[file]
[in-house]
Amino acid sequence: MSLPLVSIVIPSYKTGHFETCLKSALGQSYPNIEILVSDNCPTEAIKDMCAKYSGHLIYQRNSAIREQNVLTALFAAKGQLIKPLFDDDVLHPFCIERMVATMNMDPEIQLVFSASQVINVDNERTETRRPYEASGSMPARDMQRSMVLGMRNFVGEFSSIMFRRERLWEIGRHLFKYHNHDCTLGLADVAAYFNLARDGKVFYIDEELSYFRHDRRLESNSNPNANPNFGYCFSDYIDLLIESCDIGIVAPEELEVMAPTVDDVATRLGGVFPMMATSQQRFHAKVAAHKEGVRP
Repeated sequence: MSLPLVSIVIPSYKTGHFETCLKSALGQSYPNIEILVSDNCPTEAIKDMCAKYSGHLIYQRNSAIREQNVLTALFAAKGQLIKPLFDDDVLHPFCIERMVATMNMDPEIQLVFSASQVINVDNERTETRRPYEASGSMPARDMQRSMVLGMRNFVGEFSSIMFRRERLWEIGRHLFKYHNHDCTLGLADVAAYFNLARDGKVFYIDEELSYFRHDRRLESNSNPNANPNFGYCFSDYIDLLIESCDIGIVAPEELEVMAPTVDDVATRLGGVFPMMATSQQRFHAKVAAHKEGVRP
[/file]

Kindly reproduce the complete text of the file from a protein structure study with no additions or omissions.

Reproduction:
[in-house]
Amino acid sequence: MSLPLVSIVIPSYKTGHFETCLKSALGQSYPNIEILVSDNCPTEAIKDMCAKYSGHLIYQRNSAIREQNVLTALFAAKGQLIKPLFDDDVLHPFCIERMVATMNMDPEIQLVFSASQVINVDNERTETRRPYEASGSMPARDMQRSMVLGMRNFVGEFSSIMFRRERLWEIGRHLFKYHNHDCTLGLADVAAYFNLARDGKVFYIDEELSYFRHDRRLESNSNPNANPNFGYCFSDYIDLLIESCDIGIVAPEELEVMAPTVDDVATRLGGVFPMMATSQQRFHAKVAAHKEGVRP
Repeated sequence: MSLPLVSIVIPSYKTGHFETCLKSALGQSYPNIEILVSDNCPTEAIKDMCAKYSGHLIYQRNSAIREQNVLTALFAAKGQLIKPLFDDDVLHPFCIERMVATMNMDPEIQLVFSASQVINVDNERTETRRPYEASGSMPARDMQRSMVLGMRNFVGEFSSIMFRRERLWEIGRHLFKYHNHDCTLGLADVAAYFNLARDGKVFYIDEELSYFRHDRRLESNSNPNANPNFGYCFSDYIDLLIESCDIGIVAPEELEVMAPTVDDVATRLGGVFPMMATSQQRFHAKVAAHKEGVRP